In restaurants, remember that traditional Thai dishes are always going to be cheaper than Western style plates. For the cheapest options, look for Thai curries and rice, stir fries and noodle dishes like Pad Thai. For vegetarians, ask for the “vegetable” or “tofu” options. There’s often a vegetarian dish available in budget local Thai restaurants.
Average Cost for Budget Meal: A really good meal including a drink costs 80 baht / £1.80.
Average Cost of a Beer in Thailand: 45 baht / £1 for a local beer (such as Chang or Singha)
Least Expensive Meal: Yellow Thai curry at ‘Organic Vegetables’ local eatery in Chiang Mai (next to Anchan restaurant) – 40 baht / 73p each.
Transport in Thailand
Budget Activities in Thailand
Free Activities – We found that Bangkok especially had lots of good sized parks that you can walk or cycle around for free. On Koh Samet, we spent most of our time at the beach and swimming in the sea.
Thai Cooking Class – Hands down our favourite activity in Thailand, but not so cheap. Our Thai cooking class cost £25 per person for the day. The class cost took our average daily spend in this cost breakdown up from £13 to £18. We went to a full day class at the vegetarian and vegan-friendly Thai Farm Cooking School in Chiang Mai. The instructors were lively, the produce was fresh and organic, and we cooked great Thai food. If you’re at all into cooking, it’s worth the spend. If you’re not, you can make a big saving here.
Bag a Bargain in Thailand’s Markets
Thailand has some fun, vibrant markets. Some markets are more touristy than others and prices vary between them because of this.
Khao San Road – The backpacker hotspot in Bangkok. Because of this, the market stalls there have higher prices than most other markets.
Chatuchak weekend market at Mo Chit – I loved this more local orientated market and it was unbelievably cheap. The locals we stayed with recommended this market to us. I bought most of my souvenirs and gifts for friends here. The market has everything.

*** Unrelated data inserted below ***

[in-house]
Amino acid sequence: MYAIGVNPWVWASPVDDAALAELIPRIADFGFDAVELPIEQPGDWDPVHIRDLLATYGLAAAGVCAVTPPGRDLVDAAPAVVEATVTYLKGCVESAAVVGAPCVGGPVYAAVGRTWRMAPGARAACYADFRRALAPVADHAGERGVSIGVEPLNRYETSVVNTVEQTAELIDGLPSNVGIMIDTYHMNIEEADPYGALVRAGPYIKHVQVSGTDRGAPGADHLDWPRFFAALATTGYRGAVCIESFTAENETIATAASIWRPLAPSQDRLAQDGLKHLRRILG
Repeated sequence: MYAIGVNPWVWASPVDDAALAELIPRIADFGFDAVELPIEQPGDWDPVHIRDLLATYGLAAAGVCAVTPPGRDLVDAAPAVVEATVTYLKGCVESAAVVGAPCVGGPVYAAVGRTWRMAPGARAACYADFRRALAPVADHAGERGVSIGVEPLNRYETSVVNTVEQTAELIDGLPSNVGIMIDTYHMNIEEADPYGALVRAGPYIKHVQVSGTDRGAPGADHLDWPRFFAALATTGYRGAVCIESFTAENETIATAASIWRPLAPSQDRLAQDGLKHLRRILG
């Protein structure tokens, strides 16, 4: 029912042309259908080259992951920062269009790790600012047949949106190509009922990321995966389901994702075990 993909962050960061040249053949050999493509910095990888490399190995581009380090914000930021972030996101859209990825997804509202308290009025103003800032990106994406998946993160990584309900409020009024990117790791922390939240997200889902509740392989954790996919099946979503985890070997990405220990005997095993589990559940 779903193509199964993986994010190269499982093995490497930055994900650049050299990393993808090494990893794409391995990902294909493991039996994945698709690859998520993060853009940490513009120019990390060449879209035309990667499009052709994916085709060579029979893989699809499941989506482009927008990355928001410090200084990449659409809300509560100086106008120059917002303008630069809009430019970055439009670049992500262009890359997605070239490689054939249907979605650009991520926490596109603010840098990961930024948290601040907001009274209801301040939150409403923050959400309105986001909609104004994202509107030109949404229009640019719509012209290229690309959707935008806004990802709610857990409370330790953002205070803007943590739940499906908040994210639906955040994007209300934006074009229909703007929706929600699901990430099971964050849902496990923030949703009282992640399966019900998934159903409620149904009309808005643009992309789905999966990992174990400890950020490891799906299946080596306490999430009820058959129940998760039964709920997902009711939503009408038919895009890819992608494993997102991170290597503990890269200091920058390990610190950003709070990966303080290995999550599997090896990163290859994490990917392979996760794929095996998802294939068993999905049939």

Rot Fai Ratchada night market in Bangkok – For something a bit different, try the colourful tent clad stalls at the Rot Fai Ratchada night market. This market is a little hard to find as it’s set back behind the shopping centre. It’s popular with the younger generations who come to drink beer and listen to live music.
Sunday night market walking street in Chiang Mai – The Sunday night market in Chiang Mai is huge. It’s definitely worth going to for the experience. It’s busy and crowded at this market.
If you’re not one for shopping, then markets are still fun to browse. There are often street shows and street food stalls. If you find your feet getting a bit sore from walking, you can get a half hour long foot massage at most markets for 70 baht.
Haggling in Thailand
You must haggle at markets in Thailand. Haggling is part of the culture in Thailand, like in Vietnam and China. Locals want to sell their good for as much as possible. The sentiment is that an item is worth whatever a tourist will pay for it. Don’t ever accept the first price you’re quoted. I found that I could always knock about a third off of the original price by haggling.